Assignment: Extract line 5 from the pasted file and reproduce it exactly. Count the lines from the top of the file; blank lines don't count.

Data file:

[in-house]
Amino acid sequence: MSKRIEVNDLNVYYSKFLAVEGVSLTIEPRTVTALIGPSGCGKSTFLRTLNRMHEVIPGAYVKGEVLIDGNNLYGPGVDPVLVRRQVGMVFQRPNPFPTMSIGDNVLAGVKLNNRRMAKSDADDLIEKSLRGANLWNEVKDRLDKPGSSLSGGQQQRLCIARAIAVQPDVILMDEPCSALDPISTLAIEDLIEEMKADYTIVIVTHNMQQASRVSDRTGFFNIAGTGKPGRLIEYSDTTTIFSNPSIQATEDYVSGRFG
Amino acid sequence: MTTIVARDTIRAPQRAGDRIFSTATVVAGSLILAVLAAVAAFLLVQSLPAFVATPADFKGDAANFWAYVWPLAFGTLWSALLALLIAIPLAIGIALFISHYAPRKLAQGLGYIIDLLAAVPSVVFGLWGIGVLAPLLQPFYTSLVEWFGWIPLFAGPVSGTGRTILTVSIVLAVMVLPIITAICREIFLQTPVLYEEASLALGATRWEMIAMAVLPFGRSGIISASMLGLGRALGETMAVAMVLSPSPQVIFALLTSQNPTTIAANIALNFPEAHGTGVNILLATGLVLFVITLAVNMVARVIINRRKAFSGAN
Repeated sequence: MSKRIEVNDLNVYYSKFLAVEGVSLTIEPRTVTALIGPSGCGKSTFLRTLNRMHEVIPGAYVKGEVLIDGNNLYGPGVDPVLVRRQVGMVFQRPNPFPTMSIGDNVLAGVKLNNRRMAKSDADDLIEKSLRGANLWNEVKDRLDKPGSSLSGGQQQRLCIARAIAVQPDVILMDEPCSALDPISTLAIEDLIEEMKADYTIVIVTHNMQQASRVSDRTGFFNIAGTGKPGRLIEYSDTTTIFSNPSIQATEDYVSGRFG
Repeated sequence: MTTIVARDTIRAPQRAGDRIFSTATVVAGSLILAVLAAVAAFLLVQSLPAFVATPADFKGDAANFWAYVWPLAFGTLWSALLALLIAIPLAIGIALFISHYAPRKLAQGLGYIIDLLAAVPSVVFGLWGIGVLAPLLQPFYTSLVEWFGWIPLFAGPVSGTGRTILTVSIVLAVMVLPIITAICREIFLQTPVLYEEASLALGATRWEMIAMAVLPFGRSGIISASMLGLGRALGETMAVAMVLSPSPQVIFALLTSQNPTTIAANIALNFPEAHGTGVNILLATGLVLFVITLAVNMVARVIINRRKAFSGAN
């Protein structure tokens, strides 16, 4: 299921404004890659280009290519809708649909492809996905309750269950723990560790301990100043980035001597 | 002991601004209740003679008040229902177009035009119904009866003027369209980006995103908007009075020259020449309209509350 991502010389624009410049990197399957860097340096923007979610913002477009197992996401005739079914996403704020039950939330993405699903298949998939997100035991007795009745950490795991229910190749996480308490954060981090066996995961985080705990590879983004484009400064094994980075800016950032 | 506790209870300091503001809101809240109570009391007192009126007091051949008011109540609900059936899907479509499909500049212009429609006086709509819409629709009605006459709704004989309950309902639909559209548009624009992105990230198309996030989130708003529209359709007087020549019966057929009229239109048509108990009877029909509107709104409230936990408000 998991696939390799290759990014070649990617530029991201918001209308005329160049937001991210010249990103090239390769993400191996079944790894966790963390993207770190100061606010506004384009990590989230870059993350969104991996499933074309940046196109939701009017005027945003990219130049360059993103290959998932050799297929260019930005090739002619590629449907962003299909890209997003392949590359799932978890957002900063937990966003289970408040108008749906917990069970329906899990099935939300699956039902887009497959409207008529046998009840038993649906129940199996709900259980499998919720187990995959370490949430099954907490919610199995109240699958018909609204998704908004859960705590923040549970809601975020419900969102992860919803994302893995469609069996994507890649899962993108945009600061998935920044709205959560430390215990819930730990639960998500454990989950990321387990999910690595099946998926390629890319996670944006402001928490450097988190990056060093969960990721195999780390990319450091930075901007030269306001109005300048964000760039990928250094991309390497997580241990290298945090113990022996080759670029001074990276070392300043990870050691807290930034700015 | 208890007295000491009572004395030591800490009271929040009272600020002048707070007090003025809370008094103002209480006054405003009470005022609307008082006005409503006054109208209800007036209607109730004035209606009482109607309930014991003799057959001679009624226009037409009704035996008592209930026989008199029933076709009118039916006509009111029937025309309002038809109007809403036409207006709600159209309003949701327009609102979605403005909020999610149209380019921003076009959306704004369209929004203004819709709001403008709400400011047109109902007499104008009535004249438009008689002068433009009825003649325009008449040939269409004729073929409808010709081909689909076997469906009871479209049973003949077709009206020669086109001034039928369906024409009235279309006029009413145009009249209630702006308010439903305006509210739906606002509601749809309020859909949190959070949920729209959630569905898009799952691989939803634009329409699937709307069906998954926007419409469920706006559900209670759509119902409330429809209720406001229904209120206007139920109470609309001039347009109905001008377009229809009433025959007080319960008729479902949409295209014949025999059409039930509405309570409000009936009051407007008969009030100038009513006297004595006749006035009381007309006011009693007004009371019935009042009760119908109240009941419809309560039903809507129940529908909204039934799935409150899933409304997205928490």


Repeated sequence: MTTIVARDTIRAPQRAGDRIFSTATVVAGSLILAVLAAVAAFLLVQSLPAFVATPADFKGDAANFWAYVWPLAFGTLWSALLALLIAIPLAIGIALFISHYAPRKLAQGLGYIIDLLAAVPSVVFGLWGIGVLAPLLQPFYTSLVEWFGWIPLFAGPVSGTGRTILTVSIVLAVMVLPIITAICREIFLQTPVLYEEASLALGATRWEMIAMAVLPFGRSGIISASMLGLGRALGETMAVAMVLSPSPQVIFALLTSQNPTTIAANIALNFPEAHGTGVNILLATGLVLFVITLAVNMVARVIINRRKAFSGAN